The new landscaping features native plants. Photo: Sweetwater Authority

The new landscaping features native plants. Photo: Sweetwater Authority

As the winner of the 2021 WaterSmart Landscape Contest, Sweetwater Authority presented the Rodriguez family with a certificate of recognition and gift card as a thank you for setting a waterwise example for other residents.

(Editor’s note: The Sweetwater Authority is one of the San Diego County Water Authority’s 24 member agencies that deliver water across the metropolitan San Diego region.)

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Unused Pool Transformed into Helix Water District 2021 Landscape Contest Winner

Mount Helix homeowner Rosalie Dosik turned her unused pool into a waterwise backyard oasis and the winning project in the Helix Water District 2021 WaterSmart Landscape Contest. The annual competition recognizes outstanding water-wise residential landscapes based on overall attractiveness, design, efficient irrigation, and appropriate plant selection and maintenance.

The original backyard with the unused pool. Photo: Helix Water District

The original backyard with the unused pool. Photo: Helix Water District

Dosik’s bright and textured landscape represents years of dedicated passion for gardening and water-efficient plants. The garden features an Asian-fusion theme complete with wooden structures, pathways, rock, and vibrant color. It uses many drought-tolerant plant species well adapted for the San Diego region’s semi-arid region climate.

The transformed backyard with the unused pool filled in. Photo: Helix Water District

The transformed backyard with the unused pool filled in. Photo: Helix Water District

When the Dosiks bought their house in 1997, a large pool filled the backyard. The pool evaporated quickly in the summer and overflowed towards the house during winter rains.

Rosalie Dosik wanted a landscape she could enjoy more than the rarely used pool. So in 2012, Dosik decided to have the pool demolished and filled with decomposed granite. After adding topsoil and completing her landscape design, she now enjoys it daily.

Water Conservation Garden provides inspiration

The garden includes meandering pathways, each offering different scenery and views. Photo: Helix Water District

The garden includes meandering pathways, each offering different scenery, and views. Photo: Helix Water District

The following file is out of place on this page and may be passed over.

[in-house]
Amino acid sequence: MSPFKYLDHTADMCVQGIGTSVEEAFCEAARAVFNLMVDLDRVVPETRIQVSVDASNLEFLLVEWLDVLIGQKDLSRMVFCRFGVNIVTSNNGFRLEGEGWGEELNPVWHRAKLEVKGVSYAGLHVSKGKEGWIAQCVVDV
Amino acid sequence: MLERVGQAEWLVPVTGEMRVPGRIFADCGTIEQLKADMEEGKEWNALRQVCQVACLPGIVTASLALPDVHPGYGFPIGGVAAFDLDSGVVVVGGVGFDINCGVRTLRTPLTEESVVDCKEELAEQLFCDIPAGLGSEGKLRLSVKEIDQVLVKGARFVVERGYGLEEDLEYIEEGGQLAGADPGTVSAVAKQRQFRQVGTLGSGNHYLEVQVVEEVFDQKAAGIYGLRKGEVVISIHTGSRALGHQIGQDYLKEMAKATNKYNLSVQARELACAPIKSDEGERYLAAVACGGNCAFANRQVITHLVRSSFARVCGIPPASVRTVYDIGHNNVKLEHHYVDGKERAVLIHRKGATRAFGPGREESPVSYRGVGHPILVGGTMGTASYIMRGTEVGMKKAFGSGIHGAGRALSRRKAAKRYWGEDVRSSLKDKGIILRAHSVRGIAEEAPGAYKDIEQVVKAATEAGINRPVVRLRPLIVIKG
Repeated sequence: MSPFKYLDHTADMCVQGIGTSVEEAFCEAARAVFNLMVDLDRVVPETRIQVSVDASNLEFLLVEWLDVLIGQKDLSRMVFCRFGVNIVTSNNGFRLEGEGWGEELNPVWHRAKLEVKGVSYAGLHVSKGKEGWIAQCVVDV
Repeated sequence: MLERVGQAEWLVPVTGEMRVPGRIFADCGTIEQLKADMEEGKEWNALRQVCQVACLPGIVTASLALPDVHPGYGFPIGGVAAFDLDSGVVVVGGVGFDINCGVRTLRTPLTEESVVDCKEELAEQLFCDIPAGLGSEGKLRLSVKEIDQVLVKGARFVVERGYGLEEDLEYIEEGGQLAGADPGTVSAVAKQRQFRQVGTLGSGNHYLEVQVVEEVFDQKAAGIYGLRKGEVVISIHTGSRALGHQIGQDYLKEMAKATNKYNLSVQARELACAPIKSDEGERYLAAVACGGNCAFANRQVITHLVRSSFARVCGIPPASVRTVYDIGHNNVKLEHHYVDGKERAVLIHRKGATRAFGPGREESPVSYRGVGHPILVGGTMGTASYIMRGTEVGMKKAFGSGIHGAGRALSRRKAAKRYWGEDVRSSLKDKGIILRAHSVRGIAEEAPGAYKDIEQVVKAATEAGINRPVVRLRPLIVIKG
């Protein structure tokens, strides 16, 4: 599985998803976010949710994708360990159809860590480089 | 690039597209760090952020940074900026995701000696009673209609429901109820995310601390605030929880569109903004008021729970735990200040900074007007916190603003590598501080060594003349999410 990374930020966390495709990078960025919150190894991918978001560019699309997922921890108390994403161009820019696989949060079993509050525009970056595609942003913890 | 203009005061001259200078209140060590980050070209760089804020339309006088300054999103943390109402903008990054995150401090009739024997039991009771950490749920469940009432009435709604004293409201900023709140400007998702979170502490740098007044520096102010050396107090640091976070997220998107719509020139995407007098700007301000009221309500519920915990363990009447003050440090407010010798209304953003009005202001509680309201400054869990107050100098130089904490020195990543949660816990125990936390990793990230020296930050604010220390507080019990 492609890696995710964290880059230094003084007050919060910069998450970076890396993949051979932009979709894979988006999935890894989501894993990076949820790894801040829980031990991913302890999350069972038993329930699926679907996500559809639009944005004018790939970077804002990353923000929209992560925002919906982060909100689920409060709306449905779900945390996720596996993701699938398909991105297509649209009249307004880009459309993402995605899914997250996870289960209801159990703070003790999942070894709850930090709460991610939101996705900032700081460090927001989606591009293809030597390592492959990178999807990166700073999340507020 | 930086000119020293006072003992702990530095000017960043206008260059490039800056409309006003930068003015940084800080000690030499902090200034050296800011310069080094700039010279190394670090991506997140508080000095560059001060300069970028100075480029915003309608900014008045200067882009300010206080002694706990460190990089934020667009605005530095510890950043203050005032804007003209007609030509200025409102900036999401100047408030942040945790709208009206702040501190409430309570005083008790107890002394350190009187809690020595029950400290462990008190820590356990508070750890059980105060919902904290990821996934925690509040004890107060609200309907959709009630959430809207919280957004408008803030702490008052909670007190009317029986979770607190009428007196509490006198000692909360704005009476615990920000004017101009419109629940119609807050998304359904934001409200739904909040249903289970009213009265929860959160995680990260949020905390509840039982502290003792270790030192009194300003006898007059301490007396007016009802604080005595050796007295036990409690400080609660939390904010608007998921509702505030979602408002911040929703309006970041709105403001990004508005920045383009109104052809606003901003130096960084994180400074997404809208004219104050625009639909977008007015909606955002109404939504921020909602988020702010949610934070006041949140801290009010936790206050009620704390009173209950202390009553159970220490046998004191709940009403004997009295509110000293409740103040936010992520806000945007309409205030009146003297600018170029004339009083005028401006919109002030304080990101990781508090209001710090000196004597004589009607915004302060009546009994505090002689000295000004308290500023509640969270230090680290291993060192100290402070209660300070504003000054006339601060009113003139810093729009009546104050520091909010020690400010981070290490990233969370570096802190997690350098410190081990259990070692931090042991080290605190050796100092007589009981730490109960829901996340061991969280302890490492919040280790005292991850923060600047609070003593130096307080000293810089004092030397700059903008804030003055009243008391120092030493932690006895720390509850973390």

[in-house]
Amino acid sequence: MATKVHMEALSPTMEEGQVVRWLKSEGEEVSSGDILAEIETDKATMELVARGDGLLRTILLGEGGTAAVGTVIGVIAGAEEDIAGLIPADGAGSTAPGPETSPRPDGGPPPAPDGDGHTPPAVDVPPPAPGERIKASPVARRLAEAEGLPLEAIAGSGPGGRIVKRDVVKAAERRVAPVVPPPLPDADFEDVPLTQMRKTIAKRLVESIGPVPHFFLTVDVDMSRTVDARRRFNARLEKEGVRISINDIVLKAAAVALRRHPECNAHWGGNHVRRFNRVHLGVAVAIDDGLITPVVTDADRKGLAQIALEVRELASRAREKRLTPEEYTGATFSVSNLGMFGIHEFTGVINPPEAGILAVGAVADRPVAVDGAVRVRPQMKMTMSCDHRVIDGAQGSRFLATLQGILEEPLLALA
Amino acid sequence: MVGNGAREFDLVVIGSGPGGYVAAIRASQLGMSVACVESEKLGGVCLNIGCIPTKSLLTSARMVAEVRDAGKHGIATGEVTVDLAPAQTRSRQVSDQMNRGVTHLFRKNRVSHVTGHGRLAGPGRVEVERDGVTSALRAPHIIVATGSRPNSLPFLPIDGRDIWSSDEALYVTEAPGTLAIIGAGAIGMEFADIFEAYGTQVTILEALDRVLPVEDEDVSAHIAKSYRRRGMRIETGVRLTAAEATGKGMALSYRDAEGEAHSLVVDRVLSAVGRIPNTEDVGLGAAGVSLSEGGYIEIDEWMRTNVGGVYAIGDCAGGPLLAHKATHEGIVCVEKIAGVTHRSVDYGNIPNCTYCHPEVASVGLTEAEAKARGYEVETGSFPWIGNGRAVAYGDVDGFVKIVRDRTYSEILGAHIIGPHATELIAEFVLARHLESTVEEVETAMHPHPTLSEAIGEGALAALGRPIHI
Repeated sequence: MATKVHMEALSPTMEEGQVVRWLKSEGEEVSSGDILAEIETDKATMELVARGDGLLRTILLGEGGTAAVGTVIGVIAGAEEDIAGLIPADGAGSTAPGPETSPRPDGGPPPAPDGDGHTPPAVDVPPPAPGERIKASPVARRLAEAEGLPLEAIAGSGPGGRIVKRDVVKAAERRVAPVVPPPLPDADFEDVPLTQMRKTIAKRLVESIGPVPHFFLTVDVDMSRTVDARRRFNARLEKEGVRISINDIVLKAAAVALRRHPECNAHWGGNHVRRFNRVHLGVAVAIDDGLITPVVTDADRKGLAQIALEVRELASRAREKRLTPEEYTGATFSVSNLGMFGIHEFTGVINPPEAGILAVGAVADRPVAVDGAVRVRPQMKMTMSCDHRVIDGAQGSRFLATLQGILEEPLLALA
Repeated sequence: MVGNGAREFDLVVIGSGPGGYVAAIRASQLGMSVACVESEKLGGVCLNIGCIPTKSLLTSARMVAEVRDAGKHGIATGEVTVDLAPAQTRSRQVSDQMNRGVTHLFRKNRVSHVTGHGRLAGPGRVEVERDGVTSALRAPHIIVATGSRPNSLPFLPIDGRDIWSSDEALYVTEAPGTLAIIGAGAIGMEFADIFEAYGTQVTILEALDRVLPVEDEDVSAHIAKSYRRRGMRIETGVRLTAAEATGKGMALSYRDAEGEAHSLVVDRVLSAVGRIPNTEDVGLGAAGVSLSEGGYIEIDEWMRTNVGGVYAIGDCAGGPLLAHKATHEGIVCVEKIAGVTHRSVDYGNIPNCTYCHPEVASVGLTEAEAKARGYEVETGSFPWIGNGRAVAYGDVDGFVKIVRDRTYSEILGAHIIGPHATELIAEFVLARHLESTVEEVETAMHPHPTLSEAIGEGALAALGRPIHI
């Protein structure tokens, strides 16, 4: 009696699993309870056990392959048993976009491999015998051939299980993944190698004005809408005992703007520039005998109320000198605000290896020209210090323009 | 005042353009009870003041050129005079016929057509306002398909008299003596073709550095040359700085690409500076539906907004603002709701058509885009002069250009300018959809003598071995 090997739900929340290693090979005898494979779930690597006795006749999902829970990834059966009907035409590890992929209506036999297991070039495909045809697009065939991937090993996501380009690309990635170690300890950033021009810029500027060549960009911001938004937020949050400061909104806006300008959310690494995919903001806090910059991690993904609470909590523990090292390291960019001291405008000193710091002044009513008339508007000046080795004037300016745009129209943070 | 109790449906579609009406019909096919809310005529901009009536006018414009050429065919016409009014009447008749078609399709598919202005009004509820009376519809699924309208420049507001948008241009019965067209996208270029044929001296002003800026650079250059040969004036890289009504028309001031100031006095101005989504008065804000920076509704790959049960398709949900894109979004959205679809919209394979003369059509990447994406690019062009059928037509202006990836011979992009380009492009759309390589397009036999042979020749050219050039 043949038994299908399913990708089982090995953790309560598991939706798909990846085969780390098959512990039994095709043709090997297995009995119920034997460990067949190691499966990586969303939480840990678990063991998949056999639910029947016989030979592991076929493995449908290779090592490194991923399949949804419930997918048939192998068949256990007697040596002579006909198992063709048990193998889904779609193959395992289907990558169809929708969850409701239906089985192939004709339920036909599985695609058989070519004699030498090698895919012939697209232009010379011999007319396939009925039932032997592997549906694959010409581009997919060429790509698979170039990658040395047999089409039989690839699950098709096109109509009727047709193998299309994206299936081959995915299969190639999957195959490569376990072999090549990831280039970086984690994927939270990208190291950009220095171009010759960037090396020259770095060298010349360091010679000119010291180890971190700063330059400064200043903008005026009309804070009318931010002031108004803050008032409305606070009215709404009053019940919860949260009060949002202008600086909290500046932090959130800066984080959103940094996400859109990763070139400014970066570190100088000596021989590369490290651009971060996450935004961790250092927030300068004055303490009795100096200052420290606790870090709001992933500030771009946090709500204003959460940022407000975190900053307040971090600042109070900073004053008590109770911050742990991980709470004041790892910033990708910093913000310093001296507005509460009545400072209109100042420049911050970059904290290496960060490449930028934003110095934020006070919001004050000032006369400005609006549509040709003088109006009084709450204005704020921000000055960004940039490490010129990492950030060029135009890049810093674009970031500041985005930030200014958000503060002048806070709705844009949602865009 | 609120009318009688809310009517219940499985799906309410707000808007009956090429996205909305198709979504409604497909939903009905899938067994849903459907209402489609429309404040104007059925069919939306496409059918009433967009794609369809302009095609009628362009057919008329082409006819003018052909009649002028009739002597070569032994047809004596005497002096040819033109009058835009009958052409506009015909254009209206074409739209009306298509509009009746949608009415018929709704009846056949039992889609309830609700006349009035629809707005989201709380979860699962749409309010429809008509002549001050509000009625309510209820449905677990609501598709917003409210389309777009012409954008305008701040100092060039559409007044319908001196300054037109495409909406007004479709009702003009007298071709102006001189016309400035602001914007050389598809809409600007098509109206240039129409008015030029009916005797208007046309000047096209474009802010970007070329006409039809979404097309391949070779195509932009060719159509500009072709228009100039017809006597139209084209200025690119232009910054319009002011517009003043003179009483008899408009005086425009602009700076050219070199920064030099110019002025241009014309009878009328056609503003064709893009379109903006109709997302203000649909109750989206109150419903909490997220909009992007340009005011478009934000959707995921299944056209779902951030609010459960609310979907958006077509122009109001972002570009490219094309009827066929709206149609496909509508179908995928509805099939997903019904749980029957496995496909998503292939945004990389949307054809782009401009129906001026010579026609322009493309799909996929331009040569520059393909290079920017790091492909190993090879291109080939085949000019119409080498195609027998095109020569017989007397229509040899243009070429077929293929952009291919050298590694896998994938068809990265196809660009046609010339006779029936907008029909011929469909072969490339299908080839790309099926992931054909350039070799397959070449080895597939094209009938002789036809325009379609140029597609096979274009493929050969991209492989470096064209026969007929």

Several rock streams flow down the landscape into a gravel rock pond. The gravel area creates negative space, allowing the eye to rest so visitors can better sense and appreciate the landscape. True to its Asian theme, the garden includes meandering pathways, each offering different scenery, and views.

“Now, one can meander through the garden and enjoy the scenery,” said Rosalie Dosik. “There are birds and wildlife galore. The entire backyard is cooler and more serene. I have rabbits who visit each day, and I am even seeing monarch butterflies.”

The Asian-theme garden attracts birds and butterflies. Photo: Helix Water District unused pool

The Asian-theme garden attracts birds and butterflies. Photo: Helix Water District

Rosalie Dosik volunteers as a docent at the Water Conservation Garden. She discovered the garden in 2004 after visiting the adjacent Heritage of the Americas Museum at Cuyamaca College. On Dosik’s many return visits, she wrote down the names of plants she liked and started gardening with them at home.

Efficient irrigation uses gear-driven rotors to apply water to the densely planted areas. Narrow areas and potted plants use drip irrigation. A weather-based irrigation controller automatically adjusts for rain and weather.

The Dosiks enjoy inviting guests over to enjoy their new outdoor space. Photo: Helix Water District

Dosik loves to have her friends over and entertain on the patio, where they can all enjoy the views of the garden.

“You can look left and right and just look at what is flowering,” said Dosik. “Of course, right now, everything is flowering.”

Dosik was recognized as the 2021 landscape contest winner at the Helix Water District’s virtual board meeting on June 23.

(Editor’s note: The Helix Water District is one of the San Diego County Water Authority’s 24 member agencies that deliver water across the metropolitan San Diego region.)

Microclimate Matching in Your Landscaping Plan

Earlier in our Conservation Corner series, we described how to map the different types of microclimates present in your landscaping. Using this information helps homeowners arrange plants in a new sustainable landscape. For the most efficient water use, plants should be grouped together with similar water needs according to their preferred microclimate.

In nature, plants that like lots of water are found along the banks of a stream, or grouped together at the base of a depression. Plants that need fast-draining soils so roots don’t rot might be found on hillsides. Plants that love lots of sunshine won’t grow in the shade of a tree.

Scotch broom's blooms are pretty, but it is a non-native invasive species and should be avoided. Photo: Armen Nano/Pixabay

Five Pushy Plant Pests To Avoid

San Diego County’s mild Mediterranean climate allows nearly any type of plants to flourish with adequate irrigation. But when non-native plants are planted alongside native plants, they do their best to take over.  These are plant pests. The worst of them overrun valuable native plant species. They drain limited rainfall and soil nutrients away from native plants which have developed the ability to better manage limited resources. The natives are not as aggressive and can’t compete with the non-native bullies.